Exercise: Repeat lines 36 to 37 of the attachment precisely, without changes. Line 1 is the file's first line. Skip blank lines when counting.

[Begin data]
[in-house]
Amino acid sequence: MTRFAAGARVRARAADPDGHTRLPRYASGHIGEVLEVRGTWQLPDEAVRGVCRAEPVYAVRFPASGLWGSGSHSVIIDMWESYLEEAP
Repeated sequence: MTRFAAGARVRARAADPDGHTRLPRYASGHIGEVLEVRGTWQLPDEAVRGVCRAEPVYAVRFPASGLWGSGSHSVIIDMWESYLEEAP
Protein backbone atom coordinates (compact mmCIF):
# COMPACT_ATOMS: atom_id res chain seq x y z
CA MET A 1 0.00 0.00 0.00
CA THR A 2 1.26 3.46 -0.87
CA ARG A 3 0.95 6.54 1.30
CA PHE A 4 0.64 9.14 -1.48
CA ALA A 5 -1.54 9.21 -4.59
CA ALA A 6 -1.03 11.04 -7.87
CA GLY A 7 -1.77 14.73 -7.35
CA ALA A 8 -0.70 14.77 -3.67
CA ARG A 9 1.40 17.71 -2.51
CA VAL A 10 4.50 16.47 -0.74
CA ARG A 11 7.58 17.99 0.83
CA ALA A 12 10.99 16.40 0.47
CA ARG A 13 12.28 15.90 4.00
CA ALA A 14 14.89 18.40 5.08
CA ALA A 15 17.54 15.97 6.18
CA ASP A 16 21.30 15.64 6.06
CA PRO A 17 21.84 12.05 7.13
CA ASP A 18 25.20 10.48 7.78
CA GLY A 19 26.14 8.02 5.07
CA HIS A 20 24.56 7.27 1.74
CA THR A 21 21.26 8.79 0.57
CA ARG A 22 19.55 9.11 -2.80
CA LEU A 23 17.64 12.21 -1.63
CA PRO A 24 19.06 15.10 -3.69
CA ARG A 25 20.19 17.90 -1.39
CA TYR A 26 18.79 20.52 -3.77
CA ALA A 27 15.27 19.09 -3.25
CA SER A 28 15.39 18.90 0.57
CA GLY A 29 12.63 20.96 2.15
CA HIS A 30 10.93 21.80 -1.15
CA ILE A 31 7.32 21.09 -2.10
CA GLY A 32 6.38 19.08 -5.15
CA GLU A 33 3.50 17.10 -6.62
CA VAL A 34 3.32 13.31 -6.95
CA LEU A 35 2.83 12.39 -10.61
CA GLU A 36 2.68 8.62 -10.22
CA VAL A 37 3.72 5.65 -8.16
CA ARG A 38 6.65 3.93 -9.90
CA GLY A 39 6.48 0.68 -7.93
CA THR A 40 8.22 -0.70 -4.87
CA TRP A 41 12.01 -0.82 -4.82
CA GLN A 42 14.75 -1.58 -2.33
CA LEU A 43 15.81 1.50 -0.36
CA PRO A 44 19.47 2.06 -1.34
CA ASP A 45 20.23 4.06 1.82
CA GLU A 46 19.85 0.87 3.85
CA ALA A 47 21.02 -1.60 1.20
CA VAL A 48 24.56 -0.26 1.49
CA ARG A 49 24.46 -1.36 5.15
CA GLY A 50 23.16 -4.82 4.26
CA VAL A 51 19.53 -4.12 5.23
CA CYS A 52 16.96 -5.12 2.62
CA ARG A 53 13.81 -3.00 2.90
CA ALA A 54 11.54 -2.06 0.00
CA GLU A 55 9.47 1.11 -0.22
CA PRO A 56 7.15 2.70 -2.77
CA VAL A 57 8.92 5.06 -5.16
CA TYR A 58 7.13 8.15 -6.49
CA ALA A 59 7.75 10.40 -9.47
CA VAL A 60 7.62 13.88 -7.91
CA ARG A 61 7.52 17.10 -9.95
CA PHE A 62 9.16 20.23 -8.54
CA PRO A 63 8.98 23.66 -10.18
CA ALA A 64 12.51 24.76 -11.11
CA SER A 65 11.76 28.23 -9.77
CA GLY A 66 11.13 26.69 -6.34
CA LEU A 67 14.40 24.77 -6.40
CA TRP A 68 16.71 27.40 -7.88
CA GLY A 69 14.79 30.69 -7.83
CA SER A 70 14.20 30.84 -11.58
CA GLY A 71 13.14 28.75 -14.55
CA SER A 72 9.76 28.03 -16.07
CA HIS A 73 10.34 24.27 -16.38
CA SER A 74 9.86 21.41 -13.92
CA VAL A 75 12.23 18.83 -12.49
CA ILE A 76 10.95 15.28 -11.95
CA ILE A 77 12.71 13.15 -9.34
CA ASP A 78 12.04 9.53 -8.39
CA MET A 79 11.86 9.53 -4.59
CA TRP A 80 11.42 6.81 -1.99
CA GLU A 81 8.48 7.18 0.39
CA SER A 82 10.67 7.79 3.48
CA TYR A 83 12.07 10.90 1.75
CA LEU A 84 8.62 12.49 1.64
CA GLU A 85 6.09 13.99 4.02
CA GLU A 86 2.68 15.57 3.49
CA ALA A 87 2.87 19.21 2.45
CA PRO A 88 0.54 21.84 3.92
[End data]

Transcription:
CA ILE A 31 7.32 21.09 -2.10
CA GLY A 32 6.38 19.08 -5.15